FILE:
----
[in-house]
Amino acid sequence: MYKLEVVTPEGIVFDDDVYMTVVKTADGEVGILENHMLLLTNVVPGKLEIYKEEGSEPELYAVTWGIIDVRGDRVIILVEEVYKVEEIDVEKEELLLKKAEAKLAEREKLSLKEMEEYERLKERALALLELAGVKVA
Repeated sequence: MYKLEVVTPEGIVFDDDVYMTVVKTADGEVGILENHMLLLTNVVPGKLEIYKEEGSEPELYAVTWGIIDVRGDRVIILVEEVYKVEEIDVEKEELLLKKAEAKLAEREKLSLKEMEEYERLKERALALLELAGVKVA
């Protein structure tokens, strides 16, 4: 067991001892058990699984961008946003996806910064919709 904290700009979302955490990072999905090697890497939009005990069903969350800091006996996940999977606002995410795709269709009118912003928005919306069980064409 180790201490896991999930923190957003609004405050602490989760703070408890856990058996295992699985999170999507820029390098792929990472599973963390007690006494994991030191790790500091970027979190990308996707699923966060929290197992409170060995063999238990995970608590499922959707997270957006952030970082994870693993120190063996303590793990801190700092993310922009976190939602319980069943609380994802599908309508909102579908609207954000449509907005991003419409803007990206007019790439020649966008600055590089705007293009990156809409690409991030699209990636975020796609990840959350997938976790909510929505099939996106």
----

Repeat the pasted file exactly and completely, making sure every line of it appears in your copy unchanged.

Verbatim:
[in-house]
Amino acid sequence: MYKLEVVTPEGIVFDDDVYMTVVKTADGEVGILENHMLLLTNVVPGKLEIYKEEGSEPELYAVTWGIIDVRGDRVIILVEEVYKVEEIDVEKEELLLKKAEAKLAEREKLSLKEMEEYERLKERALALLELAGVKVA
Repeated sequence: MYKLEVVTPEGIVFDDDVYMTVVKTADGEVGILENHMLLLTNVVPGKLEIYKEEGSEPELYAVTWGIIDVRGDRVIILVEEVYKVEEIDVEKEELLLKKAEAKLAEREKLSLKEMEEYERLKERALALLELAGVKVA
């Protein structure tokens, strides 16, 4: 067991001892058990699984961008946003996806910064919709 904290700009979302955490990072999905090697890497939009005990069903969350800091006996996940999977606002995410795709269709009118912003928005919306069980064409 180790201490896991999930923190957003609004405050602490989760703070408890856990058996295992699985999170999507820029390098792929990472599973963390007690006494994991030191790790500091970027979190990308996707699923966060929290197992409170060995063999238990995970608590499922959707997270957006952030970082994870693993120190063996303590793990801190700092993310922009976190939602319980069943609380994802599908309508909102579908609207954000449509907005991003419409803007990206007019790439020649966008600055590089705007293009990156809409690409991030699209990636975020796609990840959350997938976790909510929505099939996106």